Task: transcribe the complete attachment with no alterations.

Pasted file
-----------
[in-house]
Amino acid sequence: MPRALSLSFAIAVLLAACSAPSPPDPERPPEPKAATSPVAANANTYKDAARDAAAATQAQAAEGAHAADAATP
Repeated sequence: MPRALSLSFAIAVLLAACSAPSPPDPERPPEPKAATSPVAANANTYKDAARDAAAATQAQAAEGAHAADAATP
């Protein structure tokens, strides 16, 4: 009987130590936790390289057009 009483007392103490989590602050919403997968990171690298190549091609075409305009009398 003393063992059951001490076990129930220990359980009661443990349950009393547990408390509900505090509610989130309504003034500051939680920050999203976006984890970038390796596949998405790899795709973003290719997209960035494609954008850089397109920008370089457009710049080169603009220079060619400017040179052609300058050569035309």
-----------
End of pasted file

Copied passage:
[in-house]
Amino acid sequence: MPRALSLSFAIAVLLAACSAPSPPDPERPPEPKAATSPVAANANTYKDAARDAAAATQAQAAEGAHAADAATP
Repeated sequence: MPRALSLSFAIAVLLAACSAPSPPDPERPPEPKAATSPVAANANTYKDAARDAAAATQAQAAEGAHAADAATP
């Protein structure tokens, strides 16, 4: 009987130590936790390289057009 009483007392103490989590602050919403997968990171690298190549091609075409305009009398 003393063992059951001490076990129930220990359980009661443990349950009393547990408390509900505090509610989130309504003034500051939680920050999203976006984890970038390796596949998405790899795709973003290719997209960035494609954008850089397109920008370089457009710049080169603009220079060619400017040179052609300058050569035309």